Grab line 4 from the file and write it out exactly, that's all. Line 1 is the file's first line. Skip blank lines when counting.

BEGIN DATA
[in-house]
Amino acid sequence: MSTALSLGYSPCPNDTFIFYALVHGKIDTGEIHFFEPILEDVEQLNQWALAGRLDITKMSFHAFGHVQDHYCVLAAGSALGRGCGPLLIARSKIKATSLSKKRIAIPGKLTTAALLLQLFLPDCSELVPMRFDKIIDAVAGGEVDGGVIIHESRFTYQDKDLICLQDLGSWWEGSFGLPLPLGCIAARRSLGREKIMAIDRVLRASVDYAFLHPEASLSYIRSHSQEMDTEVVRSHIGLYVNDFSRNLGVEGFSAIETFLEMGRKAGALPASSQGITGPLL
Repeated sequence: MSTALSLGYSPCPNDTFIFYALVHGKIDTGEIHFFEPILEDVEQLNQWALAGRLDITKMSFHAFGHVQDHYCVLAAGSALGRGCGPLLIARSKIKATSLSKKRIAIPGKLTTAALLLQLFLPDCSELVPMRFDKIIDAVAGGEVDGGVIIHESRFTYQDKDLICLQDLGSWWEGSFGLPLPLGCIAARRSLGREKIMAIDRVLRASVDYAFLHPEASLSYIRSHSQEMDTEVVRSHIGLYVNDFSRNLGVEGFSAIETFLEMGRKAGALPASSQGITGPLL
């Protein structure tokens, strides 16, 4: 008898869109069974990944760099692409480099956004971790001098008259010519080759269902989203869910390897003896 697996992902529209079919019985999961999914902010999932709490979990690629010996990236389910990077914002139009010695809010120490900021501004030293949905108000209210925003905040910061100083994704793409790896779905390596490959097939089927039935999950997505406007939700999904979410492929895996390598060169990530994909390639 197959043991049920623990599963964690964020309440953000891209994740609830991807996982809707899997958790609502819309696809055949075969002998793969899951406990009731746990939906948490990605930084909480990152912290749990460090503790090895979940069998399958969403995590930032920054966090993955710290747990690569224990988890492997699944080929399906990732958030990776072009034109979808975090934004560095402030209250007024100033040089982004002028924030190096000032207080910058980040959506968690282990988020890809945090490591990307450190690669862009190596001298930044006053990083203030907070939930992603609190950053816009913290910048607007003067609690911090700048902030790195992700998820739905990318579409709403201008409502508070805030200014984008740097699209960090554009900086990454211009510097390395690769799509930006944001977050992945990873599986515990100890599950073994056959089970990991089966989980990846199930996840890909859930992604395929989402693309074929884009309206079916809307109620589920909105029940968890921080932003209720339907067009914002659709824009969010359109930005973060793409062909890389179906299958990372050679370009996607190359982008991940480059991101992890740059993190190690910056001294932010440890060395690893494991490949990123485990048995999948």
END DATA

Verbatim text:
């Protein structure tokens, strides 16, 4: 008898869109069974990944760099692409480099956004971790001098008259010519080759269902989203869910390897003896 697996992902529209079919019985999961999914902010999932709490979990690629010996990236389910990077914002139009010695809010120490900021501004030293949905108000209210925003905040910061100083994704793409790896779905390596490959097939089927039935999950997505406007939700999904979410492929895996390598060169990530994909390639 197959043991049920623990599963964690964020309440953000891209994740609830991807996982809707899997958790609502819309696809055949075969002998793969899951406990009731746990939906948490990605930084909480990152912290749990460090503790090895979940069998399958969403995590930032920054966090993955710290747990690569224990988890492997699944080929399906990732958030990776072009034109979808975090934004560095402030209250007024100033040089982004002028924030190096000032207080910058980040959506968690282990988020890809945090490591990307450190690669862009190596001298930044006053990083203030907070939930992603609190950053816009913290910048607007003067609690911090700048902030790195992700998820739905990318579409709403201008409502508070805030200014984008740097699209960090554009900086990454211009510097390395690769799509930006944001977050992945990873599986515990100890599950073994056959089970990991089966989980990846199930996840890909859930992604395929989402693309074929884009309206079916809307109620589920909105029940968890921080932003209720339907067009914002659709824009969010359109930005973060793409062909890389179906299958990372050679370009996607190359982008991940480059991101992890740059993190190690910056001294932010440890060395690893494991490949990123485990048995999948």